More than 150 people from Orange County and beyond gathered in Costa Mesa on Friday night to show solidarity with immigrants and push for changes to the nation's immigration system.
The event, held at The Crossing Church on Newport Boulevard, was part of El Camino del Inmigrante, or The Path of the Immigrant, an 11-day walking trek organized by the Christian Community Development Assn. in collaboration with other groups, including Bread for the World and World Relief.
The theme of Friday's rally was "Strangers No More," with organizers saying they hoped to promote solidarity with immigrants and raise awareness about families broken apart by deportation.
Participants began their 132-mile journey Saturday at Border Field State Park, just north of the U.S.-Mexico border. The march is scheduled to wrap up Tuesday in Los Angeles.
Among those who flocked to The Crossing for the evening of music, prayer, discussion and reflection was Adriana Mondragon, a 31-year-old Santa Ana resident.
She isn't a citizen, but she's lived, worked and gone to school in the United States since she was 5. Things that are relatively simple for most — getting a driver's license, a job — were more difficult for her growing up.
Mondragon said she doesn't have all the answers for how to fix the nation's immigration system, but of one thing she's certain: Something needs to change.
"I don't have the perfect solution, but what's in place now is not working," she said. "It's tearing families apart."
Mondragon said she was touched to see so many people take part in the event.
"It's a tremendous blessing to me," she said. "It gives me great courage to know that I'm not by myself, I'm not there alone and that I have family and friends who are walking with me on this journey."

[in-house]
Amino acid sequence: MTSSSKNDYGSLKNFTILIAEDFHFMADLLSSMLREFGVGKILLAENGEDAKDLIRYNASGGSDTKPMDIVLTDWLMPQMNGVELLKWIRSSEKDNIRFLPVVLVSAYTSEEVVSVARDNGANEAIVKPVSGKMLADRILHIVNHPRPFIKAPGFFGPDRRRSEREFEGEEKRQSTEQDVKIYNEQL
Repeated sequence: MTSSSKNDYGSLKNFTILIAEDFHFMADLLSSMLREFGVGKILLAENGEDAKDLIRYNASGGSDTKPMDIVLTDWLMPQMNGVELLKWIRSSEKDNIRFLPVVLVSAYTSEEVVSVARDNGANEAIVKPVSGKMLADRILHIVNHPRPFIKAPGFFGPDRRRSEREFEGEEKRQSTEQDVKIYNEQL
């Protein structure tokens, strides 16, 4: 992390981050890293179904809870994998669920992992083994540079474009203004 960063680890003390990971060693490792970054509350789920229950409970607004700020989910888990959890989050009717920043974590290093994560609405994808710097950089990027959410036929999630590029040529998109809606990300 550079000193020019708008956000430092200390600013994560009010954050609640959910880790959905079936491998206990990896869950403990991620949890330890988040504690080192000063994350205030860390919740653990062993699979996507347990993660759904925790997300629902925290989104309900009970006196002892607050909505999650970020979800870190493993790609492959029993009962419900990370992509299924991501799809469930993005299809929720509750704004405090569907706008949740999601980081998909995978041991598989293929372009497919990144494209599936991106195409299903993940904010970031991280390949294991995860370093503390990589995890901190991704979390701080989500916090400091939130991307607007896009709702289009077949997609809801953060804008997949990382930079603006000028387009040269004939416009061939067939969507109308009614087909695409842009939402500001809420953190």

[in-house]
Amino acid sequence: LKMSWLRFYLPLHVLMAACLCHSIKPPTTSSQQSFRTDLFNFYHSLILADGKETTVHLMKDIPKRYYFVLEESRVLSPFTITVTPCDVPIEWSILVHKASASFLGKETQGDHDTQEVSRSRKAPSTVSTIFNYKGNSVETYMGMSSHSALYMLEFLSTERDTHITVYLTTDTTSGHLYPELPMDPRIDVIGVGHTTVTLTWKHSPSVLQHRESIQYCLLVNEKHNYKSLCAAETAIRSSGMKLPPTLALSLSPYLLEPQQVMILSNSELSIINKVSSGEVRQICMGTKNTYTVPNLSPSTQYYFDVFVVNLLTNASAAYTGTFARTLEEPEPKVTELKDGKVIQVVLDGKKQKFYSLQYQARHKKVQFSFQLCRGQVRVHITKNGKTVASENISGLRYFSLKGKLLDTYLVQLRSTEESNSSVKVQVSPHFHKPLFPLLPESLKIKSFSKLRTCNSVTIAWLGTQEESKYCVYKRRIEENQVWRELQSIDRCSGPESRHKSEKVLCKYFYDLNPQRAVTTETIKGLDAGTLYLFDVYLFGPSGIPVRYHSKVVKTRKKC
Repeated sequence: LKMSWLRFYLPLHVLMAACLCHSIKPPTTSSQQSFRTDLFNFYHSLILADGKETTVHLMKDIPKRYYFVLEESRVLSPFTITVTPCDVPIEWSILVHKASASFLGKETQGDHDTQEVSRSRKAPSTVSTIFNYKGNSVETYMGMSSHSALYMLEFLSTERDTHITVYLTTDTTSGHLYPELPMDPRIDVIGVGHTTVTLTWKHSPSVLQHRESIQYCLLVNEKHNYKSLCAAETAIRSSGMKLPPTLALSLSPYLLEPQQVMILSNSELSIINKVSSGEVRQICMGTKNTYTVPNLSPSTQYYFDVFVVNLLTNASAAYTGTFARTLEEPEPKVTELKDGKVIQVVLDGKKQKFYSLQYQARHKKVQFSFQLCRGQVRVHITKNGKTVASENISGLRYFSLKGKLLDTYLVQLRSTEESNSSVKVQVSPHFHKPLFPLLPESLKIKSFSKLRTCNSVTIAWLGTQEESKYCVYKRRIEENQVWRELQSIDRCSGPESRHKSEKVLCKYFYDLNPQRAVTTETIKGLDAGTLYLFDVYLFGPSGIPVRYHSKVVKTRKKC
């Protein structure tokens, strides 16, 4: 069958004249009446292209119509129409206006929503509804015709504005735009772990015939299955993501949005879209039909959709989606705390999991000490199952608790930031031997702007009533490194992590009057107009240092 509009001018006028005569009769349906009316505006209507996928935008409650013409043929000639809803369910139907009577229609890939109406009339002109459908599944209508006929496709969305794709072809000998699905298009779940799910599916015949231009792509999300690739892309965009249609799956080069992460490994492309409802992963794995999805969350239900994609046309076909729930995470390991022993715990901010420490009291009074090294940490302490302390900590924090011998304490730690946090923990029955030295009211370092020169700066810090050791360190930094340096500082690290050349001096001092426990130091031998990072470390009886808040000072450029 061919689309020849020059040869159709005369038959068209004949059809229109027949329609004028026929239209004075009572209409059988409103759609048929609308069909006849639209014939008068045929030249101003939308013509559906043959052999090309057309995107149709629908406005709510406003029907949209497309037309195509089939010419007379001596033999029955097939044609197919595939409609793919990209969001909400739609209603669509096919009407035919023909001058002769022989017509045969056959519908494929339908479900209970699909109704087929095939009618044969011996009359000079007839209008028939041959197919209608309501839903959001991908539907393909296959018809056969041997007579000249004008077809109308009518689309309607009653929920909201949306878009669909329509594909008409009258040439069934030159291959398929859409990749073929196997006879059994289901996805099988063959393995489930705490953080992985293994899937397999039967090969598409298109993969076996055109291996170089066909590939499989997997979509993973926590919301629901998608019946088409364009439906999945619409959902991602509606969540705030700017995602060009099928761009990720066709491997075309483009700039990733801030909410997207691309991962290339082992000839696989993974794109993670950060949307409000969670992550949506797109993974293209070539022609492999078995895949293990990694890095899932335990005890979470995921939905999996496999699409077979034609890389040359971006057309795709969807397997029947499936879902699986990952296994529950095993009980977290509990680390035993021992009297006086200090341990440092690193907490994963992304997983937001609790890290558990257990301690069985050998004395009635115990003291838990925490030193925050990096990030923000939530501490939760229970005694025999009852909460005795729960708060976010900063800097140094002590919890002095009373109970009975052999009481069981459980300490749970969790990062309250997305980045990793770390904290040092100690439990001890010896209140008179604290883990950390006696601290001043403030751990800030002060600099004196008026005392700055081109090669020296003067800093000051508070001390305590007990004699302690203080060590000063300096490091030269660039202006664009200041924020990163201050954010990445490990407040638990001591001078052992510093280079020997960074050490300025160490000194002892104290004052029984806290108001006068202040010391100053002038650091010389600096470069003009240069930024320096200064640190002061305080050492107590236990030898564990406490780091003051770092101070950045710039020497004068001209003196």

Fullerton resident Bethany Anderson, 30, has walked more than 40 miles of El Camino del Inmigrante's route so far. She plans to walk more in the days ahead.
She explained how because the neighborhood she and her family live in is primarily comprised immigrants from Mexico, immigration reform hits close to home.
It's also why she's concerned about the political rhetoric made about immigrants.
"I think this is an important time to make a public stance that immigrants are really valuable to our community," Anderson said. "They contribute to our economy, they're an important part of the fabric of our nation and it's time that our system reflected that."
Officials from the Orange County Congregation Community Organization were on hand Friday helping attendees register to vote.
"I think it's an opportunity, given that a lot of people are actually turned off by some of the hard rhetoric against immigrants," said Miguel Hernandez, the organization's executive director. "We think it's an opportunity to bring people together."
Since entering Orange County, Anderson said the reaction of passersby to El Camino del Inmigrante hasn't necessarily been hostile, but it's been more skeptical than what she saw farther south.
"We ran into one man today who said, 'Yeah, immigrants deserve to be treated with dignity, but they're not entitled to citizenship,'" Anderson said. "And I just responded, 'Are any of us entitled to citizenship? Am I entitled to more rights because I was born a couple hundred miles north of a border? Am I entitled to more dignity and more opportunity or wealth or privilege because of where I was born versus where some of my friends and neighbors were born?'
"I don't think so."